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More on the American medical establishment

In the Editorial of November 17, 2005, I described the shock of having good health for my entire lifetime, then suddenly coming down with illnesses that immersed me in the American health-care industry.

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Khol editorials

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I have become the kind of person I never wanted to be, namely, a voracious consumer of medical services and a liability to my insurers. That aside, among the surprises I've encountered are long waits for doctor appointments, low standards of care sometimes experienced in top-rated hospitals, and the surprising extent to which medicine is now a mass-production industry. In this column I'll continue with more observations about the health-care industry.

I have been spending a lot of time in medical waiting rooms, and what I've seen there is a large number of people consuming expensive care because of self-inflicted wounds. Here I am referring to smokers lugging their oxygen tanks paid for by insurance, as well as 600-lb men and women unable to walk because of their obesity and who now ride expensive powered wheelchairs, also paid for by insurance.

Overall, the average family of four with an employer-sponsored health plan will incur $12,200 in medical expenses this year. But the family pays just 17% or $2,074 of the charges it incurs. The other $10,126 is paid by employers or their insurance companies.

Another characteristic of the American medical industry is that it imposes a certain amount of enforced charity on the public. Families with employer-sponsored insurance, or their employers, pay an average of $922 per year because doctors and hospitals pass along the costs of treating patients who don't pay.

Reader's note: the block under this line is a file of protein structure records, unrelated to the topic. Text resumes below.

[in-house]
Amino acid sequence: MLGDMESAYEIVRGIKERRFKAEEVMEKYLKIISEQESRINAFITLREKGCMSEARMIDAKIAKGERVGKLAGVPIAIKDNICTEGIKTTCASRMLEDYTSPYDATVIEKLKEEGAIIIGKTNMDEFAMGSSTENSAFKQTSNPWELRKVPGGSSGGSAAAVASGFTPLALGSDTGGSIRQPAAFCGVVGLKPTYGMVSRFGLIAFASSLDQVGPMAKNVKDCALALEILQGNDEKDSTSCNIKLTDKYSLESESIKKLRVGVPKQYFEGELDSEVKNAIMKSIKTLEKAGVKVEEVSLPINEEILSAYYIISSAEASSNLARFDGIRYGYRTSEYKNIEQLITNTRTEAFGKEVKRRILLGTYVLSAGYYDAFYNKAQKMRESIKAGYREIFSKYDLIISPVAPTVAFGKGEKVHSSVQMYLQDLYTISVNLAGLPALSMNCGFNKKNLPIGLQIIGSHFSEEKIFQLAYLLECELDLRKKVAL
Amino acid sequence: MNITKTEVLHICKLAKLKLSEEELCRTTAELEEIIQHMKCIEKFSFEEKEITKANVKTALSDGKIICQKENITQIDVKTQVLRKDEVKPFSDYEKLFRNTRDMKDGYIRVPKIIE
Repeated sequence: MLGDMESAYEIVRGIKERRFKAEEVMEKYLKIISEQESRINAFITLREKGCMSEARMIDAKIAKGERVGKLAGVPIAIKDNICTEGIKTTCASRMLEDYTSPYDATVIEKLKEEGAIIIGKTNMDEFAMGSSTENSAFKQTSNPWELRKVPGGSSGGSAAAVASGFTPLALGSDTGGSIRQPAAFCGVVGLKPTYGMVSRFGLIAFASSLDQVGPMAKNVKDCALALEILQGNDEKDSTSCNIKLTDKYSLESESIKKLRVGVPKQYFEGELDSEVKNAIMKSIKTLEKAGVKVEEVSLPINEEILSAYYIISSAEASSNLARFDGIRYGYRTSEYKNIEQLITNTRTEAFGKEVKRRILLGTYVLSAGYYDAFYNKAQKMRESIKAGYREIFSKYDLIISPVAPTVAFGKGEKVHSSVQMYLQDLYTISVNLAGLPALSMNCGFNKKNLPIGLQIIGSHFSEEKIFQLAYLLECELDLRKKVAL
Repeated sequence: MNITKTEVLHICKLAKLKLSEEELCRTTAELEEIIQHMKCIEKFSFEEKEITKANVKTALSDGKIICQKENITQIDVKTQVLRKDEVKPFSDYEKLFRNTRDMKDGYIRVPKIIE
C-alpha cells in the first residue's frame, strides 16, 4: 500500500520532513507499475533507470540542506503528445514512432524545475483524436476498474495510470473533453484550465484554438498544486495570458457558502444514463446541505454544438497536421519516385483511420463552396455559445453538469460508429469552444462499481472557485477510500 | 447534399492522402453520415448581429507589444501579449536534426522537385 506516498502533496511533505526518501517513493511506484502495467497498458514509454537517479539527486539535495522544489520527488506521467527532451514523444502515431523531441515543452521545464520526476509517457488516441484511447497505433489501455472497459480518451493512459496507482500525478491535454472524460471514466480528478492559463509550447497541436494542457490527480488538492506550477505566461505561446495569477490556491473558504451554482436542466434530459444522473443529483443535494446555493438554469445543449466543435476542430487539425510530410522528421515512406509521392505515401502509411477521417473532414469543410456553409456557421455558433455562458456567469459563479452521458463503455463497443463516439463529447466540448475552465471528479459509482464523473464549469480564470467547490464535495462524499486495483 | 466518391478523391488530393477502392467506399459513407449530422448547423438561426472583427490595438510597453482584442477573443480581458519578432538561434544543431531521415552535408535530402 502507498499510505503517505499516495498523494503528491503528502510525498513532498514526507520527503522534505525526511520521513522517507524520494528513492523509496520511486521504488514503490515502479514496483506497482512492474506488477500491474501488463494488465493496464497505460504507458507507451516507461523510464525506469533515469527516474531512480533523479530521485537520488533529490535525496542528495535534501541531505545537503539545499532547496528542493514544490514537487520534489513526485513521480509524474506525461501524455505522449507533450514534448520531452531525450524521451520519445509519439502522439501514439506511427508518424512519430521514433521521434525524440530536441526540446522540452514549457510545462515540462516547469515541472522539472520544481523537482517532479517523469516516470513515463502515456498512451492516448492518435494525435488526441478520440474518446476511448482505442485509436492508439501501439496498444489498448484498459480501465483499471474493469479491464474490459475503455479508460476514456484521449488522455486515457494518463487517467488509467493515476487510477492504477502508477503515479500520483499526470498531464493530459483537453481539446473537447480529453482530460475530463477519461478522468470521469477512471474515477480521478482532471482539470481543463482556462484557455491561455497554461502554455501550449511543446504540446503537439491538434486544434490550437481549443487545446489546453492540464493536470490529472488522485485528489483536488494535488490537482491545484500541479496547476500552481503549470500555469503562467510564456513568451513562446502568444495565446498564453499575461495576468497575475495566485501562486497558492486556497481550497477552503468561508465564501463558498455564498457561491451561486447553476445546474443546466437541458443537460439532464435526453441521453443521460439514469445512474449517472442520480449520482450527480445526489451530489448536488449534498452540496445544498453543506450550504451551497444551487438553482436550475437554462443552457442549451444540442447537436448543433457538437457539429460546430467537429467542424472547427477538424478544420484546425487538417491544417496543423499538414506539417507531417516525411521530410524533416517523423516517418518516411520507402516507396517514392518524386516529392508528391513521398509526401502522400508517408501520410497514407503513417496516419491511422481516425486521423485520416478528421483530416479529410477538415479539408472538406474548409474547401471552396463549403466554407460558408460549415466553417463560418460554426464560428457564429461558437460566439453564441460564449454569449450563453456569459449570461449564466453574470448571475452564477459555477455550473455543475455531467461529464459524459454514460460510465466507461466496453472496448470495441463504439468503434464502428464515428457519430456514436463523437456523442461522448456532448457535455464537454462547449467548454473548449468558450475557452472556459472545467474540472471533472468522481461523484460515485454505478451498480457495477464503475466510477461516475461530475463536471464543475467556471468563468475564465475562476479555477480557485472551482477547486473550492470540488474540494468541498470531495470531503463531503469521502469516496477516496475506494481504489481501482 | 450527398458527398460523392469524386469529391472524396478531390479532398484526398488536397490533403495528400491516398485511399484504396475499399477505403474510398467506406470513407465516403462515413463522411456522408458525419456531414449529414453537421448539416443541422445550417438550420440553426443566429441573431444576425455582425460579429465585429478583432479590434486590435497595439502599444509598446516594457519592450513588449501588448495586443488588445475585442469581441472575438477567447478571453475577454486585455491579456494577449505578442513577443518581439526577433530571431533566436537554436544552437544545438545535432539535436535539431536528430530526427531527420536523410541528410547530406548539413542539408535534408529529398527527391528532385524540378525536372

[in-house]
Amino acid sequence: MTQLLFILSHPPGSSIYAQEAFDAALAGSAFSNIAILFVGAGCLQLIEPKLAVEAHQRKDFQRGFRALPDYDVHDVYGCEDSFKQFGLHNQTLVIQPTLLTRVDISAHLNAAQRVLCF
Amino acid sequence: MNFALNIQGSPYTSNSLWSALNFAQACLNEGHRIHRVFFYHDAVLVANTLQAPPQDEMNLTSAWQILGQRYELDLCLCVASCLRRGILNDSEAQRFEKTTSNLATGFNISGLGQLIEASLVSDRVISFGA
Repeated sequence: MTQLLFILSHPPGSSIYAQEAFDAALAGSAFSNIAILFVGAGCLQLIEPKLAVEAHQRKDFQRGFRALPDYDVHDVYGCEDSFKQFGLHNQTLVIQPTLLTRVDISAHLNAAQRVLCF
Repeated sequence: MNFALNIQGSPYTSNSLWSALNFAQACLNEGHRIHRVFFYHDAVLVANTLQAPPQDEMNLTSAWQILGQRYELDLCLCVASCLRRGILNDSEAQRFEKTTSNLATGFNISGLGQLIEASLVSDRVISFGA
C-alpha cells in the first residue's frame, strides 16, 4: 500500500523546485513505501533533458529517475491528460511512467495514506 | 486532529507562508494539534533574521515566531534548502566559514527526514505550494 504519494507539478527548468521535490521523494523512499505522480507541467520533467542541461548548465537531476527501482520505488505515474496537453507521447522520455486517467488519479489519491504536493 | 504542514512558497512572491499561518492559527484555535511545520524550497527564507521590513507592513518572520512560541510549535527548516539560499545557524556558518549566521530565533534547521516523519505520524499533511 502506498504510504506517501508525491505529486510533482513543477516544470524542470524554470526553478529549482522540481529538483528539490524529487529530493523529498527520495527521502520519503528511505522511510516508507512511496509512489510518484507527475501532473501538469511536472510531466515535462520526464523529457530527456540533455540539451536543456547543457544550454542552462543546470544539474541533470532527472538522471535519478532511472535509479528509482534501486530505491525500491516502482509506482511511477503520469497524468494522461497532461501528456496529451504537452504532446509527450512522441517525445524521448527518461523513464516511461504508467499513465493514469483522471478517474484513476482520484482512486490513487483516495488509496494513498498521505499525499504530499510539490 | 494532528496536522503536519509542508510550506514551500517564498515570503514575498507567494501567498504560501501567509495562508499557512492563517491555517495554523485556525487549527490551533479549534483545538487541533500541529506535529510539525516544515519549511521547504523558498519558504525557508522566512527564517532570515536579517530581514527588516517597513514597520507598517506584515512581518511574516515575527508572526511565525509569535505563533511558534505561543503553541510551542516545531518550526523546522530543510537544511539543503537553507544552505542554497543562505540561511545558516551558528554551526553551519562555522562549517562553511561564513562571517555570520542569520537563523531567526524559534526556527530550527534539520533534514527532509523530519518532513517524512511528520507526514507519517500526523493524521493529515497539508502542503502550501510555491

Finally, just settling a bill in this environment can be maddening. Recently I was being billed inappropriately for certain procedures, and when telephone conversations with the accounting department couldn't resolve the problem, I asked for an address to which I could send a letter specifically defining the errors being made. But nobody would give me a name or address, even after several attempts. The accounting people resolutely just kept telling me to telephone, which over and over was proving to be futile.

In what was a bizarre exchange, eventually one person said she would send me an addressed envelope that I could use to mail a letter. She would not give me the address over the telephone, nor would she explain why. But even the promise to send the envelope was a lie. I never received it. So I picked an address buried in my account statement and mailed a certified letter written in the best legalese I could muster. Within days that brought a return telephone call telling me the matter had been resolved.

The big question is why the accounting department refused to give me a mailing address and insisted on communicating by telephone. My guess is that hospital billing people like the fact that a telephone conversation "evaporates" after you hang up. Then when you call again, you have to start from zero. This improves chances that inappropriate charges will eventually end up unchallenged as patients simply give up after being worn down by the grueling process of trying to correct errors.

A letter sent by certified mail seems to make an impression, especially if the letter reflects a business sense and potential knowledge of legal processes. A lot of patients in hospitals are not accustomed to negotiating with bureaucracies or are intimidated by them. Hospital billing departments apparently are aware of this and thus run roughshod over patients trying to negotiate the billing process. In light of the above, it is galling to see the endless newspaper advertising supplements and television ads placed by local hospitals to attract patients. My guess is that marketing is not a small part of their expenditures. If, however, there is so much competition among hospitals, why doesn't that drive down health costs?

-- Ronald Khol, Editor
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